Gallery H
Page 2
Page 3

Wal-Mart Adventures: Store Security

By James Donahue

As the economic crisis descended around us like a thick dark fog and people began losing their jobs, the shopkeepers in our town noticed a major increase in stolen merchandise. The local Wal-Mart started hiring additional security guards after discovering that thieves were walking out of the door with wide-screen televisions, DVD players and other costly items.

We know this because one of the elderly store greeters told us all about it when my wife, Doris, struck up a brief conversation with her as we were entering the store.

While Doris did her shopping I hobbled over to my usual seat on the bench at the front of the store. From there I began watching the usual human carnival that occurs in places like Wal-Mart every day of the week. This day there was an obvious difference. The newly hired security guards stood out like sore thumbs. It was so obvious it was hard to believe they were put on the job without some kind of training.

There were two of them that I saw immediately. One was a middle-aged woman with short cropped hair and stern facial expression. She made herself look like a police officer, even to the point of dressing in a black skirt and white blouse. She patrolled her area of the store pushing an empty shopping cart, her eyes busy scanning every person passing by.

The other was a young man dressed more casually, but obviously hired as a watchdog. He walked the floor as if he were a store manager, although not doing anything more than watching everybody in the store. He even approached me, looked me over and made a friendly comment before passing on. It was easy to see that he, like the woman with the empty shopping cart, was hired for one thing only. That was to catch the shoplifters.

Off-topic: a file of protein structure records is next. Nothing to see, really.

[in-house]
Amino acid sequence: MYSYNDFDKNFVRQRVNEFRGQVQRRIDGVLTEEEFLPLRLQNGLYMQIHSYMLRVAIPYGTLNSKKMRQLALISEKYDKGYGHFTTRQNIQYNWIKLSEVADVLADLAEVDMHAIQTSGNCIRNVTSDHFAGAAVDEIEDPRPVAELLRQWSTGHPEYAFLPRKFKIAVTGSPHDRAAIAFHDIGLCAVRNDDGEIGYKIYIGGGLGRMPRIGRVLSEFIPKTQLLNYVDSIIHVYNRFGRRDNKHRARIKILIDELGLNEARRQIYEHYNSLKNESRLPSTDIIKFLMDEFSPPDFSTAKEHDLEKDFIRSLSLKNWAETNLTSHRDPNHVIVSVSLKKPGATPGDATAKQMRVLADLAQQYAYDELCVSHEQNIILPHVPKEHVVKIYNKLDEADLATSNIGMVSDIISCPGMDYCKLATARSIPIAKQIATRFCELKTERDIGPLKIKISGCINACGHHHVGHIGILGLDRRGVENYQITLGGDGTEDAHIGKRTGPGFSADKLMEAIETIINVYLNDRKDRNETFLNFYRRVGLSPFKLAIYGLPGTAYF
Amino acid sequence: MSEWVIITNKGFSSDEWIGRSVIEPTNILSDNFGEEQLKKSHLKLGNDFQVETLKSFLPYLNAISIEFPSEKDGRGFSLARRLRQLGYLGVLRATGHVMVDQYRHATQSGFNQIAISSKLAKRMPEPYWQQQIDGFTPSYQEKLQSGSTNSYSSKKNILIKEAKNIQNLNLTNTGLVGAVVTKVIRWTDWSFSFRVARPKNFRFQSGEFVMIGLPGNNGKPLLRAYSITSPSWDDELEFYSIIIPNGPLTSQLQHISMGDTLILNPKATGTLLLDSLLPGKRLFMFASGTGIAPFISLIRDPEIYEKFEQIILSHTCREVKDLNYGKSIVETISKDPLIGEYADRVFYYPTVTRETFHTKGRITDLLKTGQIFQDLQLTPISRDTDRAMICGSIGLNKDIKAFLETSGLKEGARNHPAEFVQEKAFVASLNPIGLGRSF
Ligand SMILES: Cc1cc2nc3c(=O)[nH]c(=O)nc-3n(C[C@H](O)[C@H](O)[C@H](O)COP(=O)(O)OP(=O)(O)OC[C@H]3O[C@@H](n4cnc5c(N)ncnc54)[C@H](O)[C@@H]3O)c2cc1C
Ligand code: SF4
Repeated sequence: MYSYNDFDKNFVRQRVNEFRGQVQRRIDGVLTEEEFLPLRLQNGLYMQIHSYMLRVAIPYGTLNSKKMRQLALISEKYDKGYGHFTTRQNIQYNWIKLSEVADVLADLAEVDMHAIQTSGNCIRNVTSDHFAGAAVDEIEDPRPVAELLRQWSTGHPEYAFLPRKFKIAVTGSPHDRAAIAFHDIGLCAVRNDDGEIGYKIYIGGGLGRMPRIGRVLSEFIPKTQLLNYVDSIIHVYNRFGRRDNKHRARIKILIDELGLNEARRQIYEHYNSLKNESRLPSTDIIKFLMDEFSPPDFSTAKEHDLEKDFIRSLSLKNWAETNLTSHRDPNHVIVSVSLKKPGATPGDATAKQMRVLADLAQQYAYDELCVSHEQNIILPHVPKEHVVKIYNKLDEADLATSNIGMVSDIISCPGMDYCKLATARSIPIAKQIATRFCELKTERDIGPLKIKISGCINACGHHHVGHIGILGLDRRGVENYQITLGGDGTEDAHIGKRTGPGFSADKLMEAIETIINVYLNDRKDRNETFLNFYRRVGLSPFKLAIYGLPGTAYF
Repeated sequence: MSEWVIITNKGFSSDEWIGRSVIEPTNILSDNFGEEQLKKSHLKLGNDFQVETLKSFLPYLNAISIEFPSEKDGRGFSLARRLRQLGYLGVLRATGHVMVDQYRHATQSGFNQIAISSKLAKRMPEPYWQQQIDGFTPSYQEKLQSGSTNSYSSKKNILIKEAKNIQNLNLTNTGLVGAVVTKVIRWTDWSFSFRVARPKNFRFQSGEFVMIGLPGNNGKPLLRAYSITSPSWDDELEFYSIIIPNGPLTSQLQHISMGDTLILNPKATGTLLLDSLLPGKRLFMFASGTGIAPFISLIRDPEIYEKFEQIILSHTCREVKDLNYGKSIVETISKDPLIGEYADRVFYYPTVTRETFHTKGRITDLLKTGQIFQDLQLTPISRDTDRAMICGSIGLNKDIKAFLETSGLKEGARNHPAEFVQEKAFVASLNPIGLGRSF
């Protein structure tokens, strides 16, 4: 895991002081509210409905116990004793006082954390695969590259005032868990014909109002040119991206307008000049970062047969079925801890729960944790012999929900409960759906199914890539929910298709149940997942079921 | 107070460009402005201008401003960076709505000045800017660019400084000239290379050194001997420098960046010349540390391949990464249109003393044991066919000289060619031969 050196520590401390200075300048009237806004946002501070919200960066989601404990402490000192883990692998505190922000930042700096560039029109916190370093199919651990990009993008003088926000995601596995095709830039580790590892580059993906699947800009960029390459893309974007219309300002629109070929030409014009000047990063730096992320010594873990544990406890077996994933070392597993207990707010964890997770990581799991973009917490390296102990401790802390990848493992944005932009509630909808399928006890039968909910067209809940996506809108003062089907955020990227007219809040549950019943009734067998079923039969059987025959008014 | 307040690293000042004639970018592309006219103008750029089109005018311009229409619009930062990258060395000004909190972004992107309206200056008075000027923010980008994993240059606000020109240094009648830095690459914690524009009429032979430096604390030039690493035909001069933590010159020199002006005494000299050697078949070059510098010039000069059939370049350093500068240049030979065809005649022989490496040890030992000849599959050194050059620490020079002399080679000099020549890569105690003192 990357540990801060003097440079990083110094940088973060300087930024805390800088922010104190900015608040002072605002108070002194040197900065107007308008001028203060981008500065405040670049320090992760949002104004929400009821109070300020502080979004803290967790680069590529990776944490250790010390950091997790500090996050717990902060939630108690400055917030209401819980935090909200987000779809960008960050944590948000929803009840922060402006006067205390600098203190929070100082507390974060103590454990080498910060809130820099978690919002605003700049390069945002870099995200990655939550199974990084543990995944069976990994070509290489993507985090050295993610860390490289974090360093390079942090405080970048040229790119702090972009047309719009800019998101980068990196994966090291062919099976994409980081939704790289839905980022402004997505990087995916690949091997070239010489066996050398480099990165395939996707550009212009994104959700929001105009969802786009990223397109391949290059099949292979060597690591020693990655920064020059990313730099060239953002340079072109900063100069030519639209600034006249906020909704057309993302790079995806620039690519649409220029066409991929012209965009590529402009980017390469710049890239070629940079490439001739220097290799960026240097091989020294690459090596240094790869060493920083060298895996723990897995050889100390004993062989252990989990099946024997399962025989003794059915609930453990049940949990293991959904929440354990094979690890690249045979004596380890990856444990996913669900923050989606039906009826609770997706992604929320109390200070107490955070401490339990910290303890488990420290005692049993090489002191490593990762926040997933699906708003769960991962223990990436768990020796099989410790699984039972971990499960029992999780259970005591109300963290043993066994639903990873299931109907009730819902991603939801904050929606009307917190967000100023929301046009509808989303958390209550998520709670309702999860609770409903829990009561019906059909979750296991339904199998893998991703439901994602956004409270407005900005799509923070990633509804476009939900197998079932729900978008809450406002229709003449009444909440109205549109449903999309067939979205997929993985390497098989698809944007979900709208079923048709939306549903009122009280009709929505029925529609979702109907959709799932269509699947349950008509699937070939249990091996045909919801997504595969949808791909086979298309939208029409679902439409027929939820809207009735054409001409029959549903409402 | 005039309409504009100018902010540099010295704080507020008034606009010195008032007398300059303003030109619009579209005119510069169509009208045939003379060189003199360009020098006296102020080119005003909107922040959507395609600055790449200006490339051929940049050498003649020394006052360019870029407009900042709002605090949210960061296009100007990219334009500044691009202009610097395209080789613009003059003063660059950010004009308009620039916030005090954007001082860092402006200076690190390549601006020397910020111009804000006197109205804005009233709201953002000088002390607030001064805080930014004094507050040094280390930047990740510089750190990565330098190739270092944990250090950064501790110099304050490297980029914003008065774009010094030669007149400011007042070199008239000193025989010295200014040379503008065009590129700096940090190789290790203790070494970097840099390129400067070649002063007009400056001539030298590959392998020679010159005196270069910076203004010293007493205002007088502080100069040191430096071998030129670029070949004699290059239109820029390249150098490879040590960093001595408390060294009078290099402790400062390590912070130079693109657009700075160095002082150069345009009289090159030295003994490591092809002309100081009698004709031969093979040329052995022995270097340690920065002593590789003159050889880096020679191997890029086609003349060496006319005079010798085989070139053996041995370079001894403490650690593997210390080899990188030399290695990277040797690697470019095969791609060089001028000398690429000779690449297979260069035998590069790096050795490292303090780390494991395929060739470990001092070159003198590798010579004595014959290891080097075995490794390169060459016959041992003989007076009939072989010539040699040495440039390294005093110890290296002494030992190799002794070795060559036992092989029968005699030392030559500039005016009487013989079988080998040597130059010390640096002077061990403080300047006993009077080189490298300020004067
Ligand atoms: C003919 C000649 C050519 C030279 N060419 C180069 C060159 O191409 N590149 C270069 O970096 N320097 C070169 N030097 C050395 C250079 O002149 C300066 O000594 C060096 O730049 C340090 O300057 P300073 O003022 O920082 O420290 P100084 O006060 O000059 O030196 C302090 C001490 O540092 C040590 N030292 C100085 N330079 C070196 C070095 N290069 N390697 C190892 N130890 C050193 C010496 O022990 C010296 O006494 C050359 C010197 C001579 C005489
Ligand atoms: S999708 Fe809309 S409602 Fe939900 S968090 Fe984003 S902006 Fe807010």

After that first day the security people apparently learned how to go under cover. I now find it harder, but not impossible to pick them out from the real shoppers packing the isles of that store.

Store security people apparently look for a certain profile when they scan for shoplifters. We have always found humor in the fact that my wife, who is extremely meticulous in her shopping, often attracts the attention of the store security. There is usually one if not two security guards pretending to shop but never buying anything within a few feet of her as she works her way through the store.

We have often laughed about the way they spend their time watching Doris read labels the carefully weigh how she wants to spend the money we have for that week, while the real thieves are cashing in on the other side of the store.

There is no humor in the crime of shoplifting, however. It has been a problem for all storekeepers for as long as there have been stores offering things to buy. Now that bad economic times are upon us, the problem is intensifying. This is a crime that affects everybody. It forces store owners to raise prices to compensate for the things that are stolen.

Statistics show that theft not only by casual but professional shoplifters, but by store employees is costing U. S. retailers an estimated $41.6 billion a year, according to the National Retail Federation. The federation says the rate of theft is increasing every year.

Store theft also is shown to be the most common of all property crimes now handled by police and the courts.

To combat the problem stores are not only hiring security people who blend in with shoppers, but they are installing security cameras and one-way glass windows on overhead rooms where people watch the movements of people in the store. They also are resorting to a check-out at the door where customers produce receipts for all of the items in their shopping cart.